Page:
A NetworkWorld post by Susan Hanley grabbed my attention – “Designing SharePoint Solutions: Start with the business problem and look backwards!” The article gives some great advice on how to approach SharePoint design decision trade-offs:
- Start with understanding the business problem you are trying to solve.
- Identify the key stakeholders in the problem – the people who depend on its resolution.
- Choose an approach that creates the best balance for each of the stakeholders – content contributors and content consumers, business owners and IT – and one that has a chance at being sustainable over the long haul. For example, if the best possible outcome requires heavily customized features, you may have an issue migrating to a new release or applying updates. Is it a show-stopper? No. Should you think about it? Yes.
- Put a stake in the ground, make a decision, chose your shade of SharePoint – and get started!
(Read More) I especially love this quote:
focus on gathering business outcomes rather than the “R-word” (requirements).
It really shifts the design methodology, not only for SharePoint, but for any software solution. To steal a metaphor, business outcomes are the forests, requirements are the trees. Instead of burying yourself in requirements, focus on the desired business outcomes. In the case of ECM solutions, this means starting with the big picture items like:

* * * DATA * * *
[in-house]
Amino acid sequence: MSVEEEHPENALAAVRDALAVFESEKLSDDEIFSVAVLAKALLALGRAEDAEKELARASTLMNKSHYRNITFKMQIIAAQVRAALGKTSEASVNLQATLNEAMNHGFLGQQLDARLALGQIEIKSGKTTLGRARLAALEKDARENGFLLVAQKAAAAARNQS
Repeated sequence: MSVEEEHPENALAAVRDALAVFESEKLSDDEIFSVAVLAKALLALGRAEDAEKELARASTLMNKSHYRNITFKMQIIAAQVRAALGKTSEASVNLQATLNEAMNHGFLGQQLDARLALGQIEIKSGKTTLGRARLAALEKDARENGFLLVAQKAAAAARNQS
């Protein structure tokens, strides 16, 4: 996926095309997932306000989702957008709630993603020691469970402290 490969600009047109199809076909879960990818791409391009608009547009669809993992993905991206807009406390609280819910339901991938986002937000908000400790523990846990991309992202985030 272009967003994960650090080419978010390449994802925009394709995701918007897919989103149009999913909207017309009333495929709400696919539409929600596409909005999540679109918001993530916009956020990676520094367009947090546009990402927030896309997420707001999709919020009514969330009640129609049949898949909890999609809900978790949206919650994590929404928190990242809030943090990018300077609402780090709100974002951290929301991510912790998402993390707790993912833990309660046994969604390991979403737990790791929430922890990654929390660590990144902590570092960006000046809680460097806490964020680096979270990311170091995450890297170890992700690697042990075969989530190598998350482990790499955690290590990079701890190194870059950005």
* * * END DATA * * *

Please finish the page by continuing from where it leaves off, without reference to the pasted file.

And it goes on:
- I need an easy way to get these paper documents indexed and archived
- I need an easy way to get these electronic documents indexed and archived
- I need an easy way for this specific group of people to find this type of document
If you start with desired business outcomes, you are much less likely to miss something important. Conversely, if you start with requirements gathering, you are likely to miss something that one of the stake holders assumed was common sense and would automatically be part of the solution.
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